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New Biography of the Moody Blues Published

The first biography about the Moody Blues, the founders of symphonic rock, has been published by Jacobs/Brown Press. Long Distance Voyagers: The Story of the Moody Blues takes an in-depth look at the group's extraordinarily successful career, over which they have sold roughly 80 million records, scoring Top 20 hits in four different decades, including several number 1's. The book's release is perfectly timed as the Moodies are touring America throughout January, 2018, celebrating of the 50th Anniversary of their innovative album, Days of Future Passed, and its chart-topping single, "Nights in White Satin." Both were issued in North America in early 1968. And, this April, the Moodies will be inducted into the Rock and Roll Hall of Fame.

Author Marc Cushman related, "The Moody Blues first topped the charts in 1965 in the U.K., with the single 'Go Now!' But their true breakthrough came in early 1968, with Days of Future Passed, the first LP to combine rock with orchestral music, creating the 'symphonic rock' genre. Days was also the first rock concept album, followed by other Moodies concept albums such as In Search of the Lost Chord and To Our Children's Children's Children. The Beatles' Sgt. Pepper, released only months before Days, didn't have a central theme throughout, as the Moodies' albums did."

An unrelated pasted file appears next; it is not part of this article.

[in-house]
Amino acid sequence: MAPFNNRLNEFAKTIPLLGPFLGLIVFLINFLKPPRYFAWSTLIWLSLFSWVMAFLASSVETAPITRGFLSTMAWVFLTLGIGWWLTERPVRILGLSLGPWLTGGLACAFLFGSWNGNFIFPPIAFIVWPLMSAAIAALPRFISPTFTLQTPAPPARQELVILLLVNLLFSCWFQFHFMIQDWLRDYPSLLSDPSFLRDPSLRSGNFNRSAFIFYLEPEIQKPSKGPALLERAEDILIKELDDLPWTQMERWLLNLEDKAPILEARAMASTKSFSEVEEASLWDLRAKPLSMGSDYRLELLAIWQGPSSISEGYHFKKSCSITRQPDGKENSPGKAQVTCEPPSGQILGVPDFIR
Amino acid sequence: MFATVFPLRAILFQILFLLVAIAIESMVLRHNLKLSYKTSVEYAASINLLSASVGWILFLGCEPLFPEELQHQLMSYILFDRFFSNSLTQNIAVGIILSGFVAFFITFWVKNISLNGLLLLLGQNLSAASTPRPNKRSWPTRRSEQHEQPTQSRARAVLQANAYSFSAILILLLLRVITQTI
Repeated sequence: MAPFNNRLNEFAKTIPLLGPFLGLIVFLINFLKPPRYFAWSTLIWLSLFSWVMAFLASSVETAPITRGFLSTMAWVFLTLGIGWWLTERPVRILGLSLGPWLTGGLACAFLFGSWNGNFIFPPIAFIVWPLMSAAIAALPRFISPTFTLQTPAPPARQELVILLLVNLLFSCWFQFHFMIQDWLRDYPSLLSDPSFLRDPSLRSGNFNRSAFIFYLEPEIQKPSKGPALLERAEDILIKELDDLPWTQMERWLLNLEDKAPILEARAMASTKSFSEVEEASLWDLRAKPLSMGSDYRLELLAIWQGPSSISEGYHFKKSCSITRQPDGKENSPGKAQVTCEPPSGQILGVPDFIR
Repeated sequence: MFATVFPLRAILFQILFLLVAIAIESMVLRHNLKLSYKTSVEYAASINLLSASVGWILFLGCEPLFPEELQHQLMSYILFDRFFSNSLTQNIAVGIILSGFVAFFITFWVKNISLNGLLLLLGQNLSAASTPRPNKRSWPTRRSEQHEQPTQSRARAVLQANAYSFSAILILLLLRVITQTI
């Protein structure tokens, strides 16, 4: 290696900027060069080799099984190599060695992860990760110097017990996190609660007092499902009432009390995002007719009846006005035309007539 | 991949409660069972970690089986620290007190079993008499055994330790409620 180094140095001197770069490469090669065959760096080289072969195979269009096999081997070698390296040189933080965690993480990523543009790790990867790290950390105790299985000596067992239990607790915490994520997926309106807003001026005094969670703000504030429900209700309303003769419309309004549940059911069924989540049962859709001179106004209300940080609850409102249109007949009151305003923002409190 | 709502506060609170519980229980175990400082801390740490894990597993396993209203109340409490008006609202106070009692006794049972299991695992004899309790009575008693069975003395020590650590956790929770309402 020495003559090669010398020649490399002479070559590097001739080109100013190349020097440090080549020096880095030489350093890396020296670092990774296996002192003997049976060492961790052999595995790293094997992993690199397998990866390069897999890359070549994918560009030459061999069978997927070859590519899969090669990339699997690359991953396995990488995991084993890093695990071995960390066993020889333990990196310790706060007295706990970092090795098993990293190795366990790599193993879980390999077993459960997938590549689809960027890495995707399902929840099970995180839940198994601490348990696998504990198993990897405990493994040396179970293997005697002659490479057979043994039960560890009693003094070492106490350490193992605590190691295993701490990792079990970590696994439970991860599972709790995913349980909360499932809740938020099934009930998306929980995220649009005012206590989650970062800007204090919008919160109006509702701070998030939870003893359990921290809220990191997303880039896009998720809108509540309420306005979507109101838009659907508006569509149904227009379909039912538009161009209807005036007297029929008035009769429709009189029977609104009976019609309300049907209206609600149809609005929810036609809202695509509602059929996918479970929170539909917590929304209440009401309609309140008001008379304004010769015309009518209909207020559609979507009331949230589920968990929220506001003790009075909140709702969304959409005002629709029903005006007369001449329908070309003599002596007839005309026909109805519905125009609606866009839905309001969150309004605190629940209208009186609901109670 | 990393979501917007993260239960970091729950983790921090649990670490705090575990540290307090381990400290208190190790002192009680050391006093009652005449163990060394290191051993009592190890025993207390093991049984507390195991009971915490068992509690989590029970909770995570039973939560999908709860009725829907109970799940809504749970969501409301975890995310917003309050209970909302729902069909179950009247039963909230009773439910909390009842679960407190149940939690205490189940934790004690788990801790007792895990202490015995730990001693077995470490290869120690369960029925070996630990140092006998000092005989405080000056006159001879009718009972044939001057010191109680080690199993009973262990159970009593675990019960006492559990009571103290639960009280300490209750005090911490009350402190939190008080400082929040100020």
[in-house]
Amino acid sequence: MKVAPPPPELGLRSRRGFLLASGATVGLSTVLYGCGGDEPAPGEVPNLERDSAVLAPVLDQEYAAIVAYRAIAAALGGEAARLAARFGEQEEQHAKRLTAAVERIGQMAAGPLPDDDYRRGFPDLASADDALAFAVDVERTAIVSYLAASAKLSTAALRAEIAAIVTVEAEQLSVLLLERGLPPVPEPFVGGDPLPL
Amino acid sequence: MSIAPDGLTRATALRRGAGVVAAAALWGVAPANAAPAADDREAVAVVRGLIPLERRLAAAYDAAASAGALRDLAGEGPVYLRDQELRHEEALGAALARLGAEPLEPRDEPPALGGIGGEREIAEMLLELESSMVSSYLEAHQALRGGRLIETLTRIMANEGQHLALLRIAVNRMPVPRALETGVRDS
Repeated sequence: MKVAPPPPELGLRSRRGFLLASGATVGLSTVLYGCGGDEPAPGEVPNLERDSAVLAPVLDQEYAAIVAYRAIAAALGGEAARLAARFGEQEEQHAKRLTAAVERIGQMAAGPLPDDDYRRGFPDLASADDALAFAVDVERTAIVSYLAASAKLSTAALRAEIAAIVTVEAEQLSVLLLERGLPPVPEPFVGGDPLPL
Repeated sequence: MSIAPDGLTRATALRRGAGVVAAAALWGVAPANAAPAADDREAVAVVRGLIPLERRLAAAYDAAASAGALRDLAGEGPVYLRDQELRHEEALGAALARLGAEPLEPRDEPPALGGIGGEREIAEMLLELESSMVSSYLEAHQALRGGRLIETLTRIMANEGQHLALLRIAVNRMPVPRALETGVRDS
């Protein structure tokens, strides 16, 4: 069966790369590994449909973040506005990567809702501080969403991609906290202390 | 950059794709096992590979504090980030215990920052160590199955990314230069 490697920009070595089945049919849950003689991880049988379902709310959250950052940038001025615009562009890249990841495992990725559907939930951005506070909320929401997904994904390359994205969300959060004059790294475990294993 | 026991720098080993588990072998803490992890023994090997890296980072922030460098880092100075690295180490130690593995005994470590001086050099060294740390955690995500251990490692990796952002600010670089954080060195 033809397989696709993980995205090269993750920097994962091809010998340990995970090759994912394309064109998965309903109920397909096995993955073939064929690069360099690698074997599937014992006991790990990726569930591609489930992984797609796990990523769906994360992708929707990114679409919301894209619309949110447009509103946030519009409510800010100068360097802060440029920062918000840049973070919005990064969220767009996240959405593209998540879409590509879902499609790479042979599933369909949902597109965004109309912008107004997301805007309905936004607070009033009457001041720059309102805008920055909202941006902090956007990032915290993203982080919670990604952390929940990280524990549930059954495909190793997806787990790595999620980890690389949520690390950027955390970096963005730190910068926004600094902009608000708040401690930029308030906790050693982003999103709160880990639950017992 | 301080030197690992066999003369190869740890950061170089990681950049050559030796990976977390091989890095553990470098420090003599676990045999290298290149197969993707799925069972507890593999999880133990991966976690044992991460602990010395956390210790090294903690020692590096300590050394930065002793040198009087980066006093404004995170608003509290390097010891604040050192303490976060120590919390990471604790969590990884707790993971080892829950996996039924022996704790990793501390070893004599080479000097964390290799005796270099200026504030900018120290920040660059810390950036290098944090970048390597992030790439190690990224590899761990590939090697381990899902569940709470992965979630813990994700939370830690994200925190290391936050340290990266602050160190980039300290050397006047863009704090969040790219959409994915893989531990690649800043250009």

The Moody Blues also pioneered the Mellotron, a keyboard instrument which could emulate an orchestra, enabling them to reproduce their symphonic rock on stage. Moodies' member Mike Pinder introduced the Mellotron to the Beatles, which was featured on the classic single, "Strawberry Fields Forever." Prior to that, the two groups had toured together.

Cushman, who received a Saturn Award in 2014 for his three-book series, These Are the Voyages – Star Trek: The Original Series, spent all of 2017 researching and writing the two-volume Moody Blues biography. Volume 1 is 800 pages in length, covering the band's history through the 1960s and '70s. Volume 2, scheduled for later in 2018, focuses on the 1980s and beyond. Both volumes feature hundreds of photos, and contain new interviews with Moody Blues founding members Mike Pinder and Ray Thomas. Sadly, Thomas died on January 4, 2018, after a heart attack.

Cushman says, "The Moodies were the first rock group to regularly feature the flute – played by Ray Thomas. Like the other Moodies, he was a gifted songwriter and a consummate performer. This book documents the Moodies' role as one of the most significant rock bands of the 1960s, '70s and '80s. Their influence is still being felt; the introduction of the Mellotron alone changed the course of rock music. Bands such as Yes, the Electric Light Orchestra, Jethro Tull, King Crimson, and Genesis are in debt to the Moody Blues for this and other musical innovations."

Long Distance Voyagers: The Story of the Moody Blues is available now from Jacobs/Brown Press.